A buoyant authorial debut spoiled by some unexamined assumptions.



Challenges both unique and familiar await a family that takes in a (literally) otherworldly stray.

For her first solo outing, Ruttan unspools a narrative that could apply to any terrestrial animal: “He didn’t have a collar, and he didn’t have a tag…so we brought him home.” She pairs it with sprightly views of a human family laying out bowls and bedding on the kitchen floor for Grub,” a doglike (if stalk-eyed) creature pulled from a crashed flying saucer. At first Grub exuberantly emits anti-gravity waves that create glorious chaos (“He wasn’t even housebroken”), but when, rather than settle in, he turns mopey, the family puts out “Found” posters. Soon a larger saucer swoops down to beam him back aboard. “We were sad Grub had to leave, but it felt good to know he was happy and was back with his family.” His rescuers are never seen aside from similar eyes on stalks viewed through windows. Read one way this makes a droll and cozy tale…but if seen as a riff on E.T. (“Grub” evidently piloted his own saucer), it’s discomfiting to see a stranded, sapient stranger treated as a pet, kitted with a cute name, given a bone to chew, and leashed for a walk outside. Subtle differences in the features and skin color of the human family’s two parents hint that they might be an interracial couple, though that too is left ambiguous.

A buoyant authorial debut spoiled by some unexamined assumptions. (Picture book. 6-8)

Pub Date: May 19, 2020

ISBN: 978-0-525-51446-6

Page Count: 32

Publisher: Nancy Paulsen Books

Review Posted Online: Jan. 12, 2020

Kirkus Reviews Issue: Feb. 1, 2020

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A close encounter of the best kind.


Left behind when the space bus departs, a child discovers that the moon isn’t as lifeless as it looks.

While the rest of the space-suited class follows the teacher like ducklings, one laggard carrying crayons and a sketchbook sits down to draw our home planet floating overhead, falls asleep, and wakes to see the bus zooming off. The bright yellow bus, the gaggle of playful field-trippers, and even the dull gray boulders strewn over the equally dull gray lunar surface have a rounded solidity suggestive of Plasticine models in Hare’s wordless but cinematic scenes…as do the rubbery, one-eyed, dull gray creatures (think: those stress-busting dolls with ears that pop out when squeezed) that emerge from the regolith. The mutual shock lasts but a moment before the lunarians eagerly grab the proffered crayons to brighten the bland gray setting with silly designs. The creatures dive into the dust when the bus swoops back down but pop up to exchange goodbye waves with the errant child, who turns out to be an olive-skinned kid with a mop of brown hair last seen drawing one of their new friends with the one crayon—gray, of course—left in the box. Body language is expressive enough in this debut outing to make a verbal narrative superfluous.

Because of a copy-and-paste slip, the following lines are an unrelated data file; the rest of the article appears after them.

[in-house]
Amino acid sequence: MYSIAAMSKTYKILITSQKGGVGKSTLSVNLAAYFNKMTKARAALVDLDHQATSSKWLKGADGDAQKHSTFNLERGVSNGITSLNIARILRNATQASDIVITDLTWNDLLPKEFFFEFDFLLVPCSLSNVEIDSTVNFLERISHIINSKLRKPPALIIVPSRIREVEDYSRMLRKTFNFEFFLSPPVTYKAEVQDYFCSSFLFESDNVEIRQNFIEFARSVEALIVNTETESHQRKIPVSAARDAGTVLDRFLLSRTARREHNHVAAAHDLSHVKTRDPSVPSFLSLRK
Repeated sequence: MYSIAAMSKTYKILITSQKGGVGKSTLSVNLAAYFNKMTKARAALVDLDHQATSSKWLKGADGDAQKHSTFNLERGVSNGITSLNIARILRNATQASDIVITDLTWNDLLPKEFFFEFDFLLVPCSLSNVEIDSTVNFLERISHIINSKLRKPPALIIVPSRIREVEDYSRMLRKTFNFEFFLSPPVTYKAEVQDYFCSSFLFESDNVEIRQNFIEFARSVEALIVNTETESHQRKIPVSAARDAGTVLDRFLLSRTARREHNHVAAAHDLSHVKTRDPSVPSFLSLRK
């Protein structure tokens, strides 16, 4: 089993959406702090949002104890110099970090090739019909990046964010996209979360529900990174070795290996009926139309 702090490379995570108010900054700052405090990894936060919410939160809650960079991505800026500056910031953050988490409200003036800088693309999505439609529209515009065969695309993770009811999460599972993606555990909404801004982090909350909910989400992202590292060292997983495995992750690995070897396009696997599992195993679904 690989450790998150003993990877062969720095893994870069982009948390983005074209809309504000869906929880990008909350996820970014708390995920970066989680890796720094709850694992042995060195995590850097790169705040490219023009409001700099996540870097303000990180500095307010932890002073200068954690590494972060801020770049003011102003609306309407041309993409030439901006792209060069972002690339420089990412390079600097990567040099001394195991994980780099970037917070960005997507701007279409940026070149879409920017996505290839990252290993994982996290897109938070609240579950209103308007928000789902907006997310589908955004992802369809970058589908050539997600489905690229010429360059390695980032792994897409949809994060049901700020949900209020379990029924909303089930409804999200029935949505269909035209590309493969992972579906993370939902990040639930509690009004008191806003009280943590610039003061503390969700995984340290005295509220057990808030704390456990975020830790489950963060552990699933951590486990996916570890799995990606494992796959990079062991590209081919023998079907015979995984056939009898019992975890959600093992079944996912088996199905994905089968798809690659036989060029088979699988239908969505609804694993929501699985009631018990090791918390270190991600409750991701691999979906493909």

A close encounter of the best kind. (Picture book. 6-8)

Pub Date: May 14, 2019

ISBN: 978-0-8234-4253-9

Page Count: 40

Publisher: Margaret Ferguson/Holiday House

Review Posted Online: Feb. 6, 2019

Kirkus Reviews Issue: March 1, 2019

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Patchy work, both visually and teleologically.


The sultana of high-fructose sentimentality reminds readers that they really are all that.

Despite the title, we’re actually here for a couple of reasons. In fulsome if vague language Tillman embeds one message, that acts of kindness “may triple for days… / or set things in motion in different ways,” in a conceptually separate proposition that she summarizes thus: “perhaps you forgot— / a piece of the world that is precious and dear / would surely be missing if you weren’t here.” Her illustrations elaborate on both themes in equally abstract terms: a lad releases a red kite that ends up a sled for fox kits, while its ribbons add decorative touches to bird nests and a moose before finally being vigorously twirled by a girl and (startlingly) a pair of rearing tigers. Without transition the focus then shifts as the kite is abruptly replaced by a red ball. Both embodied metaphors, plus children and animals, gather at the end for a closing circle dance. The illustrator lavishes attention throughout on figures of children and wild animals, which are depicted with such microscopically precise realism that every fine hair and feather is visible, but she then floats them slightly above hazy, generic backdrops. The overall design likewise has a slapdash feel, as some spreads look relatively crowded with verses while others bear only a single line or phrase.

Patchy work, both visually and teleologically. (Picture book. 6-8)

Pub Date: Sept. 1, 2015

ISBN: 978-1-250-05626-9

Page Count: 32

Publisher: Feiwel & Friends

Review Posted Online: June 23, 2015

Kirkus Reviews Issue: July 15, 2015

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